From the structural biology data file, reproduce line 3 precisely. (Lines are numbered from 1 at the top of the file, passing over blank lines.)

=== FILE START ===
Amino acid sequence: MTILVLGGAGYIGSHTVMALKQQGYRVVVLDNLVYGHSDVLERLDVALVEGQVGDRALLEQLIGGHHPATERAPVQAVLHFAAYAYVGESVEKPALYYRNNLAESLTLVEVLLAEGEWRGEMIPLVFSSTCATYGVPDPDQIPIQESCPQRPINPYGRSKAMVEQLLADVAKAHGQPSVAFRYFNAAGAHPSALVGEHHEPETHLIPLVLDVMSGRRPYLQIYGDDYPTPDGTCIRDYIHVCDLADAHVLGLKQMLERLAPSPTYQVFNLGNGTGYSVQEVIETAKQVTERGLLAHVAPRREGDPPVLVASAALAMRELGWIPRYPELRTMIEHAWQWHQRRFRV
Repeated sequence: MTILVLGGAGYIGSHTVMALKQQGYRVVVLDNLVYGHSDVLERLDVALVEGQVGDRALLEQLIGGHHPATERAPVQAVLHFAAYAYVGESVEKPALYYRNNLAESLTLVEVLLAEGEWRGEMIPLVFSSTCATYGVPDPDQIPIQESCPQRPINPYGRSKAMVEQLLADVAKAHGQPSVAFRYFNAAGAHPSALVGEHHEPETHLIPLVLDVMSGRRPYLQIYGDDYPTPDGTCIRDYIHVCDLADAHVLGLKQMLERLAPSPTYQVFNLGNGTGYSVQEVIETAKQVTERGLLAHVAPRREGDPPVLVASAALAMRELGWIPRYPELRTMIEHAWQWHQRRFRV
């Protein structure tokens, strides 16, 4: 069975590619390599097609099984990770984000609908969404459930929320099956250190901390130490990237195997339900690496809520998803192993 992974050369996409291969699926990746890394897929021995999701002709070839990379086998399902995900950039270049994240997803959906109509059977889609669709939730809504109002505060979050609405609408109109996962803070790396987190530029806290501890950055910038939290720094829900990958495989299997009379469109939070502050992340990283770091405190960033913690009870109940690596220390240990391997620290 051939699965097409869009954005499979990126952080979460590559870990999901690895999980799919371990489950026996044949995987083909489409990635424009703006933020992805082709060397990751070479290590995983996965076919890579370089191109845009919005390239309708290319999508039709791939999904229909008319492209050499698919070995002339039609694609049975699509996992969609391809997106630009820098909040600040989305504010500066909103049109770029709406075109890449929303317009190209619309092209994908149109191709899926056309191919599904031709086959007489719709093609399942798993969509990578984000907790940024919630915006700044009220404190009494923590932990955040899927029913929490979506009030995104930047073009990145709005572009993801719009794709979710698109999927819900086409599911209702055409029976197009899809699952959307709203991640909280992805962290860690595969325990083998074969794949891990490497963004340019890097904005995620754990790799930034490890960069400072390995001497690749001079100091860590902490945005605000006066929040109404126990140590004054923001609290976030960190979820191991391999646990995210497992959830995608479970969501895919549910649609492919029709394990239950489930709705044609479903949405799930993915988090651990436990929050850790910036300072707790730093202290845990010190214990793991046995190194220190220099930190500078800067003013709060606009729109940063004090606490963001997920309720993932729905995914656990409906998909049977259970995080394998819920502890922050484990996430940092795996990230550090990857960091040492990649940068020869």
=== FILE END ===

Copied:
């Protein structure tokens, strides 16, 4: 069975590619390599097609099984990770984000609908969404459930929320099956250190901390130490990237195997339900690496809520998803192993 992974050369996409291969699926990746890394897929021995999701002709070839990379086998399902995900950039270049994240997803959906109509059977889609669709939730809504109002505060979050609405609408109109996962803070790396987190530029806290501890950055910038939290720094829900990958495989299997009379469109939070502050992340990283770091405190960033913690009870109940690596220390240990391997620290 051939699965097409869009954005499979990126952080979460590559870990999901690895999980799919371990489950026996044949995987083909489409990635424009703006933020992805082709060397990751070479290590995983996965076919890579370089191109845009919005390239309708290319999508039709791939999904229909008319492209050499698919070995002339039609694609049975699509996992969609391809997106630009820098909040600040989305504010500066909103049109770029709406075109890449929303317009190209619309092209994908149109191709899926056309191919599904031709086959007489719709093609399942798993969509990578984000907790940024919630915006700044009220404190009494923590932990955040899927029913929490979506009030995104930047073009990145709005572009993801719009794709979710698109999927819900086409599911209702055409029976197009899809699952959307709203991640909280992805962290860690595969325990083998074969794949891990490497963004340019890097904005995620754990790799930034490890960069400072390995001497690749001079100091860590902490945005605000006066929040109404126990140590004054923001609290976030960190979820191991391999646990995210497992959830995608479970969501895919549910649609492919029709394990239950489930709705044609479903949405799930993915988090651990436990929050850790910036300072707790730093202290845990010190214990793991046995190194220190220099930190500078800067003013709060606009729109940063004090606490963001997920309720993932729905995914656990409906998909049977259970995080394998819920502890922050484990996430940092795996990230550090990857960091040492990649940068020869």